For the purposes of the present invention, the term “heavy charged particle (HCP)” refers to nuclei or ions with masses equal to or greater than a proton. Some representative, but nonlimiting examples of heavy charged particles include: alpha particles, tritium ions, protons, recoil protons, etc.

For the purposes of the present invention, the term “indirectly ionizing radiation” refers to x-rays, gamma rays or neutrons.

For the purposes of the present invention, the term “ionizing radiation” refers to any particulate or electromagnetic radiation that is capable of dissociating atoms into a positively and negatively charged ion pair. The present invention may be used to determine doses of both directly ionizing radiation and indirectly ionizing radiation.

For the purposes of the present invention, the term “irradiation” refers to the conventional meaning of the term “irradiation”, i.e., exposure to high energy charge particles, e.g., electrons, protons, alpha particles, etc., or electromagnetic radiation of wave-lengths shorter than those of visible light, e.g., gamma rays, x-rays, ultraviolet, etc.

For the purposes of the present invention, the term “low penetrating radiation” refers to radiation from heavy charged particles having penetration range that is less than 100 microns (100 μt) in a radiation sensing material or absorber. Examples of low penetrating radiation are: alpha particles, recoil protons, etc.

For the purposes of the present invention, the term “maximum penetration range” or “penetration range” refers to the distance in the medium at which a directly ionizing particle comes to rest.

For the purposes of the present invention, the term “moderated neutrons” refers to neutrons produced by slowing fast neutrons by a hydrogen or deuterium containing moderator and having a large contribution of low energy neutrons in the energy range from about 0.025 eV to about 10 keV.

For the purposes of the present invention, the term “neutron to proton converter” refers to a hydrogen-containing material, such as high-density polyethylene (HDPE) that may be used to convert non-ionizing neutron radiation into recoil or knockout protons, which can be detected by a radiation sensor.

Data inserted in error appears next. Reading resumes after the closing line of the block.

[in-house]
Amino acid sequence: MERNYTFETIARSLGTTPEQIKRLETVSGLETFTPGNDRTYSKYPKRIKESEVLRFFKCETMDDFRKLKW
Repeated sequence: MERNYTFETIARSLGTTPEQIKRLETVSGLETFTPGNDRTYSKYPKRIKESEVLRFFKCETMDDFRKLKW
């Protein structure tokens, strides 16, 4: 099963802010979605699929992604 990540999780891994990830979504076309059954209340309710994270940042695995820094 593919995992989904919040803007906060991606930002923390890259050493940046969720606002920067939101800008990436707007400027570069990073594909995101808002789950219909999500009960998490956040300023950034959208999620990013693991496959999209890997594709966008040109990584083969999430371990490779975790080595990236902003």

For the purposes of the present invention, the term “neutron-sensitive OSL sensor” refers to an OSL sensor that detects neutrons. A neutron-sensitive OSL sensor may also detect other types of radiation such as x-ray and gamma rays.

For the purposes of the present invention, the term “OSL reader” refers to a device that emits a wavelength of light that stimulates an OSLM in an OSL sensor to emit light. Under a specified stimulation regime (continuous stimulation, reading wavelength and intensity, and pulsed stimulation with various pulse durations, pulse frequency, pulse shape and time between pulses) the intensity of the emitted light is proportional to the radiation exposure in a range from about 0.01 mGy (1 mrem) to over about 100 Gy (10,000 rads).

For the purposes of the present invention, the term “OSL sensor” refers to a radiation sensor that is made from or includes an OSLM. OSL sensors may be read using an OSL reader.

For the purposes of the present invention, the term “passive detection” refers to the detection technique that does not require any active electronic circuitry and a supply of electrical power to detect the radiation and/or integrate the radiation absorbed dose.

For the purposes of the present invention, the term “penetrating photon radiation” refers to short wavelength electromagnetic radiation with energies equal to or higher than 10 keV as might originate from radioactive nuclear decay, from space or produced by accelerating or decelerating of charge particles, for example, in an X-ray machine or in an accelerator.

For the purposes of the present invention, the term “penetrating beta radiation” refers to electrons with energies equal to or greater than 10 keV as might originate from radioactive nuclear decay, from space, produced by radiation-induced ionization of atoms or by acceleration in an electric field.